Now let's look at setting up a reserved IP address. We can see in the IP address pane that the Virtual IP address is Dynamic. We want to set this Restricted. For this, we'll need to go to PowerShell. Here, I've already opened a PowerShell instance and set the Azure subscription as appropriate. We used a new Azure reserved IP command to reserve the IP that we had in our overviews panel. Here's the command in a Notepad file, new Azure reserved IP, with the reserved IP name of MyReservedIP, Location of North Europe, and the Service Name which is the same as the deployment label on the overview panel. If we take all of this and then put it into the PowerShell window, We'll see that it will reserve the IP for us.
You can see that the PowerShell command has been executed successfully. If we now take a look at the IP Address panel on the Azure portal, we'll see that the Virtual IP Address should now show as Reserved. So let's take a look... I'm in the Azure portal, I've got the cloud service for our virtual machine here, and I'm going to click on the virtual machine that's inside that cloud service... And if we select the IP Addresses option, We can now see that the IP Address, the Virtual IP Address, has now been reserved.
When you create a new virtual machine from the Marketplace, it will by default position its virtual machine into a VNet for you. VNets are extremely useful, as they open up possibilities such as a Hybrid on-premise stroke cloud network. As well as the possibility to allow secure network traffic between multiple virtual machines and cloud services in Azure.
Without a virtual network, VM instances moving within the same service can freely communicate with one another but not to other services. Putting multiple services in the same VNet overcomes this restriction. When you create a virtual machine, there are several options you have regarding domain name resolution, or DNS. Use your own DNS service, or use the Azure-provided DNS. As you can see, the former allows more control particularly within Hybrid solutions, but requires provisioning and management of DNS yourself. The latter is provided by Azure when you create a virtual machine and will suffice in many situations.
You can easily load balance traffic on a set of virtual machines in Azure, provided that they sit behind the same load balancer or cloud service. This allows you to scale up instances of a virtual machine and improve performance to consumers of an endpoint such as HTTP traffic. You can then elect to load balance inbound traffic either publicly or privately. The former is known as Azure load balancer, whilst the latter is known as the Azure internal load balancer.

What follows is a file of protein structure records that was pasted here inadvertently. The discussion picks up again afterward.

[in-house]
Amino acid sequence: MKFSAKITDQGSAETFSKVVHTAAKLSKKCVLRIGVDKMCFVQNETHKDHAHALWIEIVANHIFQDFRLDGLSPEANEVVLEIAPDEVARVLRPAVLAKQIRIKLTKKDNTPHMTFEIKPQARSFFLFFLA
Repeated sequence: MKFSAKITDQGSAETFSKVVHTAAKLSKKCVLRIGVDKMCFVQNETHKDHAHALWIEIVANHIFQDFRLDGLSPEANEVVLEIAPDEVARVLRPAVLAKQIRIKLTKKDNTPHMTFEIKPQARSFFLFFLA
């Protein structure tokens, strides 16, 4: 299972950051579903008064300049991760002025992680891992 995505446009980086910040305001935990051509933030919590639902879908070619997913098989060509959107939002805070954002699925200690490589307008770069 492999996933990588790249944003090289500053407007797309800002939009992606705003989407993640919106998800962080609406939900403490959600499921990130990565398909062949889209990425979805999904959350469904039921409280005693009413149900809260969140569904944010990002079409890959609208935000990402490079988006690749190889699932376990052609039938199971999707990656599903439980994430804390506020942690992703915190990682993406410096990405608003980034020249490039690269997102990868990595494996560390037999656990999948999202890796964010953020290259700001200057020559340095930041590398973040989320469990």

Let's review the three options. Without the load balancer, all traffic for a specific endpoint will root to the same single node. With the external load balancer, traffic will root all nodes in an equal manner. And finally, we can elect to use the internal load balancer, which will only allow private traffic in. The load balancer will also make use of the health probes, health probes are endpoints that exists on every machine in the set that the load balancer can ping on a regular basis. If the health probe repeatedly fails on a particular VM, it will be taken out of the load balancer and traffic redirected to the remaining nodes.
In this demo, we'll see how to create a load balance set. Here I am in the Azure portal, I've selected our Virtual Machine and I want to show you how you can set up some load balanced sets. First of all, we'll go to the option "load balanced sets" here on the left menu. There are no load balanced sets found, so we'll have to join one. So we click the "join"... And then from here, we can choose whether we're gonna join a public or internal load balanced set. We'll click public, and then we'll configure our settings and we'll give it a name, In our case we'll just call it HTTP Traffic... And we'll put it on the TCP protocol, public port will be 80, and we'll set up a health probe on the TCP protocol, And we'll say it's gonna be on port 20,001... And then when we're happy with that we'll click OK, And then it's already set up an endpoint name for us of HTTP Traffic, and a private port of port 80. We'll click OK... And now it's adding the load balanced set, and then including our VM Vnet. And now we can see that we're included within this load balanced set. It has the DNS name, as we can see here, and all of the other settings that we provided are also there, too.